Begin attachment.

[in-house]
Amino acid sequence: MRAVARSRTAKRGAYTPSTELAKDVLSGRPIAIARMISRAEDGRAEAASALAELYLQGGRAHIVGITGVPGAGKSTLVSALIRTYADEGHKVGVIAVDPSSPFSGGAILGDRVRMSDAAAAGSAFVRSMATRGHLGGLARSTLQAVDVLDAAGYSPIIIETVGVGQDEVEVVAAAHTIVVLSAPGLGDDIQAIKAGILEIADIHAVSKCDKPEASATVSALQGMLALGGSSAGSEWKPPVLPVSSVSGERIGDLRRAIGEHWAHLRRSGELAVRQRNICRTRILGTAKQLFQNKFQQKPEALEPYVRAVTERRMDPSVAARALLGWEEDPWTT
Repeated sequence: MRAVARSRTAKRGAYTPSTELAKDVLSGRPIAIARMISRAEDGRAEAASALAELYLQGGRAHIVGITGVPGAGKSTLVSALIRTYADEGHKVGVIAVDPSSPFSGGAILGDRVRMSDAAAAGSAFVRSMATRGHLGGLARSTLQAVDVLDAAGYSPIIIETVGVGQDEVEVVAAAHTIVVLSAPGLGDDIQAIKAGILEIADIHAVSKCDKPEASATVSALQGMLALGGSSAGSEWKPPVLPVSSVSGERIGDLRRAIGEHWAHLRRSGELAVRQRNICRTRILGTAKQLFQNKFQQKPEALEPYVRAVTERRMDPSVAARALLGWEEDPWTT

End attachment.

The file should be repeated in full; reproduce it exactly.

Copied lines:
[in-house]
Amino acid sequence: MRAVARSRTAKRGAYTPSTELAKDVLSGRPIAIARMISRAEDGRAEAASALAELYLQGGRAHIVGITGVPGAGKSTLVSALIRTYADEGHKVGVIAVDPSSPFSGGAILGDRVRMSDAAAAGSAFVRSMATRGHLGGLARSTLQAVDVLDAAGYSPIIIETVGVGQDEVEVVAAAHTIVVLSAPGLGDDIQAIKAGILEIADIHAVSKCDKPEASATVSALQGMLALGGSSAGSEWKPPVLPVSSVSGERIGDLRRAIGEHWAHLRRSGELAVRQRNICRTRILGTAKQLFQNKFQQKPEALEPYVRAVTERRMDPSVAARALLGWEEDPWTT
Repeated sequence: MRAVARSRTAKRGAYTPSTELAKDVLSGRPIAIARMISRAEDGRAEAASALAELYLQGGRAHIVGITGVPGAGKSTLVSALIRTYADEGHKVGVIAVDPSSPFSGGAILGDRVRMSDAAAAGSAFVRSMATRGHLGGLARSTLQAVDVLDAAGYSPIIIETVGVGQDEVEVVAAAHTIVVLSAPGLGDDIQAIKAGILEIADIHAVSKCDKPEASATVSALQGMLALGGSSAGSEWKPPVLPVSSVSGERIGDLRRAIGEHWAHLRRSGELAVRQRNICRTRILGTAKQLFQNKFQQKPEALEPYVRAVTERRMDPSVAARALLGWEEDPWTT